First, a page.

THE location of Scotland's first "green freeports" has been announced by the Scottish Government. 

Inverness and Cromarty Firth Green Freeport and Forth Green Freeport were jointly selected by the Scottish and UK governments. 

The two winning bids will be supported by up to £52 million in start-up funding and will benefit from tax reliefs and other incentives through a combination of devolved and reserved powers.

Green freeport applicants in Scotland were required to demonstrate how they would contribute towards a just transition to net zero emissions by 2045 and sketch out how they create new, green jobs in their area. 

Deputy First Minister John Swinney said: “This is a milestone achievement in the process to deliver Green Freeports for Scotland. Inverness and Cromarty Firth Green Freeport and Forth Green Freeport will support businesses to create high-quality, well-paid new jobs, promote growth and regeneration, and make a significant contribution to achieving our net zero ambitions. 

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“A rigorous joint selection process has been followed. The successful applicants showed a strong determination to embed fair work practices, including payment of the Real Living Wage, and to enshrine net zero initiatives in their work.

“We look forward to working closely with them to ensure they deliver maximum positive impact and become operational as soon as possible.

“We will also work with the unsuccessful bidders to consider how they can build on the plans set out in their bids to deliver jobs and growth in their regions outside the Green Freeports programme.

“Scotland has a rich history of innovation, trade and manufacturing and as we look to seize the many opportunities achieving net zero offers, the creation of these internationally competitive clusters of excellence will help us to create new green jobs, deliver a just transition and support our economic transformation.”

Levelling Up Secretary Michael Gove said:

“Scotland has areas of outstanding opportunity but there are also places that can benefit from more investment to truly level up communities that have been overlooked.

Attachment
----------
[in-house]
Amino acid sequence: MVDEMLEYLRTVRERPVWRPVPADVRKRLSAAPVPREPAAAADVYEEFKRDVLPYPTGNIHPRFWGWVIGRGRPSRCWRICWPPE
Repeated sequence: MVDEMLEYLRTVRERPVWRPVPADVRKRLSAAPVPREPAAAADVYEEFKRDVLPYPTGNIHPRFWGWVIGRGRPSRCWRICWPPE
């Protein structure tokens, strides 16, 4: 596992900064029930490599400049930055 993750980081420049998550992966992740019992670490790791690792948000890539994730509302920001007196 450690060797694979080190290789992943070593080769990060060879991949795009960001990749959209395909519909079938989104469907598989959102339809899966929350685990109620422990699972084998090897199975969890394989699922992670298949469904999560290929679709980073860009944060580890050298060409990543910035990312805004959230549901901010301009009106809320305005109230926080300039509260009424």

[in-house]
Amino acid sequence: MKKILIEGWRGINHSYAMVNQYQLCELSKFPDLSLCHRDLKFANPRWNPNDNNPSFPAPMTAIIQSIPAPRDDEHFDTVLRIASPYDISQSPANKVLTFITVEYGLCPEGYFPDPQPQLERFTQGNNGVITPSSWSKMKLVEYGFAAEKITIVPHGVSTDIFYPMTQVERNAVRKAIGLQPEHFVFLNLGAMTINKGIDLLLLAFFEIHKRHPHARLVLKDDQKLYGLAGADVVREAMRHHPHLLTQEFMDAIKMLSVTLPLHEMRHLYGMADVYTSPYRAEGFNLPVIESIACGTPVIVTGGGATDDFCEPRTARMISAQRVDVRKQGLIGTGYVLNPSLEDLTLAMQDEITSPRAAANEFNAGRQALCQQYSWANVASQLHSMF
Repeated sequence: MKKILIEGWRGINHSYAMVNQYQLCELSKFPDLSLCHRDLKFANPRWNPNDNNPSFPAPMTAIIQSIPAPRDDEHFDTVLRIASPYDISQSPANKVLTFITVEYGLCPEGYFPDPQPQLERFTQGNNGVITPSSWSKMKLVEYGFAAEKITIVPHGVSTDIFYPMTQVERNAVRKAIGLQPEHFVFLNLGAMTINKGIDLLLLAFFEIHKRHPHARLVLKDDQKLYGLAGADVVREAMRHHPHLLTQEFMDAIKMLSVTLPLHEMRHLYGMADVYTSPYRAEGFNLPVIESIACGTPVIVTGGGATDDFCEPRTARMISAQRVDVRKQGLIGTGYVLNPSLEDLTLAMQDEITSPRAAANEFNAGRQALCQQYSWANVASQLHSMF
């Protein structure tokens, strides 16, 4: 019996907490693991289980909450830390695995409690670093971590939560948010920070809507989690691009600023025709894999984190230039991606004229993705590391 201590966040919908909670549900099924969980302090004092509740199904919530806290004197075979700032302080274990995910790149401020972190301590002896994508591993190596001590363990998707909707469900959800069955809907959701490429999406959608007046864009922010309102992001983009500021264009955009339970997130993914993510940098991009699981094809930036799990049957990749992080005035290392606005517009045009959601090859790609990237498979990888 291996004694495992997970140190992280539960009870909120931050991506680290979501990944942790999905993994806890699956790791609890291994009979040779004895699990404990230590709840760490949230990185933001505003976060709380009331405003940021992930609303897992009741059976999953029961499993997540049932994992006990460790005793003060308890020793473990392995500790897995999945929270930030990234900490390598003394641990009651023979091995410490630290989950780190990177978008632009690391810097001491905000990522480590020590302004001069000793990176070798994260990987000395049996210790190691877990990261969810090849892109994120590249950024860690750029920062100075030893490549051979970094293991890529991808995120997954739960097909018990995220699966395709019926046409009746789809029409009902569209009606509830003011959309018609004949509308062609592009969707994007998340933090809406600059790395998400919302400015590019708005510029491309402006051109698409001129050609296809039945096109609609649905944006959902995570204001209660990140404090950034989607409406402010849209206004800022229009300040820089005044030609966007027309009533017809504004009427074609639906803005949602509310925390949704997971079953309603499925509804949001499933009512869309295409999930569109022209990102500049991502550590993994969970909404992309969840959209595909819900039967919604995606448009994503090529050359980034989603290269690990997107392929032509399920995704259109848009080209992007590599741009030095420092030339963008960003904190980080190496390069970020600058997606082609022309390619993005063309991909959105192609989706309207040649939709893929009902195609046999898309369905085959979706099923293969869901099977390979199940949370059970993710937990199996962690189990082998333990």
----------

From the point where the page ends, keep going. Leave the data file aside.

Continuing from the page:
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“This is a shared challenge faced by us all across the UK, which is why I’m delighted the UK and Scottish governments have collaborated to deliver two Green Freeports in Scotland, which will undoubtedly be transformative for future generations.

“Inverness and Cromarty Firth and the Firth of Forth are fantastic areas for these new Green Freeports to set up, ensuring the benefits are felt right across Scotland. This will help to create exciting new jobs, boost business and encourage investment in the local areas and beyond.”

However, the Scottish Greens have labelled the ports a "gimmick". Their introduction was one of the areas excluded from the Bute House agreement between the Greens and the SNP

The Scottish Greens finance spokesperson, Ross Greer MSP said: "There is nothing green about so-called green freeports. They are a failed and dated Tory gimmick which hands public cash over to multinational corporations. They offer big tax breaks to businesses while driving down terms and conditions for workers and risking significant damage to the environment.

"Where Freeports have been attempted they have only made regional inequality worse by moving jobs around the country, rather than creating new ones. Internationally, they have been consistently associated with crime, money-laundering, smuggling and low wages while driving down environmental standards.

"Under the deal struck for Scottish freeports there are no hard requirements for the companies to meet climate targets or implement fair work practices. Warm words don't protect people and the environment from greedy corporations, legal obligations do. In this case there is plenty of the former and nowhere near enough of the latter.

"Freeports will only benefit the super-rich and the big corporations who have pushed hardest for them. Local people and communities certainly won't see the benefit if precedent from across the world is anything to go by.”

But politicians from the SNP have welcomed the announcement, claiming it will be a "major driver" to local economies. 

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Dunfermline and West Fife MP, Douglas Chapman said: 

“This long-awaited announcement is very welcome and could prove to be a major driver to our economy in West Fife with the likes of the Port of Rosyth and our coastline towards Kincardine benefitting from significant investment in new green industries, skills, entrepreneurship and long term, sustainable well-paid jobs.

“This announcement comes a matter of months behind Dunfermline becoming Scotland’s 8th City which was another signal that this constituency is on the up and has the potential to grow and attract new opportunities to the area.

“Dunfermline now sits at the heart of our regional economy, with state-of-the-art new high schools and a new college all coming online from the middle of this decade, and now an opportunity to revive our port facilities. We have all the ingredients to make Dunfermline and West Fife one of the most attractive places to start and grow a business, a family and a successful, sustainable green economy.”

During a visit to Inverness, Prime Minister Rishi Sunak was asked for his response to the scepticism expressed by some about the benefits of green freeports. 

He said: “They’re going to bring jobs and investment to the region. Actually, going out and about today talking to people, they are so excited about what this means for their local area.

“That’s why we’ve seen in England that once we’ve announced freeports, you see companies investing more money, jobs created.

“I want to bring those same opportunities here to Scotland, so I’m delighted that we’re able to do that today.”